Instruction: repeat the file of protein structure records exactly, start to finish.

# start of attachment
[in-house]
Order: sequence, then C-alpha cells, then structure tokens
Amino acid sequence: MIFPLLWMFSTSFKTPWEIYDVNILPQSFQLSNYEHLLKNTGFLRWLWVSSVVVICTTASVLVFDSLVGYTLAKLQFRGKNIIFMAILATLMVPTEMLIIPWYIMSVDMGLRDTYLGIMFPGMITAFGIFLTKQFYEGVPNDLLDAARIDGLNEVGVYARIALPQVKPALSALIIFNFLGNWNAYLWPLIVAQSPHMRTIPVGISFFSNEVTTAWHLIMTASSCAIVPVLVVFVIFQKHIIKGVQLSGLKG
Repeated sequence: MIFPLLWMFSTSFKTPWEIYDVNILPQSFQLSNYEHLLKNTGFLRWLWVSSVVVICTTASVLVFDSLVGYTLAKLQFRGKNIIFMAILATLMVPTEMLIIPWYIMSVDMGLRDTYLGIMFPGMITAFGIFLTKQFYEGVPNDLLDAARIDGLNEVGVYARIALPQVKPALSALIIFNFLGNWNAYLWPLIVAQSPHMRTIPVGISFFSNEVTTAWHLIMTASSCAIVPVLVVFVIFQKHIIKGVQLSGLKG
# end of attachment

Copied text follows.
[in-house]
Order: sequence, then C-alpha cells, then structure tokens
Amino acid sequence: MIFPLLWMFSTSFKTPWEIYDVNILPQSFQLSNYEHLLKNTGFLRWLWVSSVVVICTTASVLVFDSLVGYTLAKLQFRGKNIIFMAILATLMVPTEMLIIPWYIMSVDMGLRDTYLGIMFPGMITAFGIFLTKQFYEGVPNDLLDAARIDGLNEVGVYARIALPQVKPALSALIIFNFLGNWNAYLWPLIVAQSPHMRTIPVGISFFSNEVTTAWHLIMTASSCAIVPVLVVFVIFQKHIIKGVQLSGLKG
Repeated sequence: MIFPLLWMFSTSFKTPWEIYDVNILPQSFQLSNYEHLLKNTGFLRWLWVSSVVVICTTASVLVFDSLVGYTLAKLQFRGKNIIFMAILATLMVPTEMLIIPWYIMSVDMGLRDTYLGIMFPGMITAFGIFLTKQFYEGVPNDLLDAARIDGLNEVGVYARIALPQVKPALSALIIFNFLGNWNAYLWPLIVAQSPHMRTIPVGISFFSNEVTTAWHLIMTASSCAIVPVLVVFVIFQKHIIKGVQLSGLKG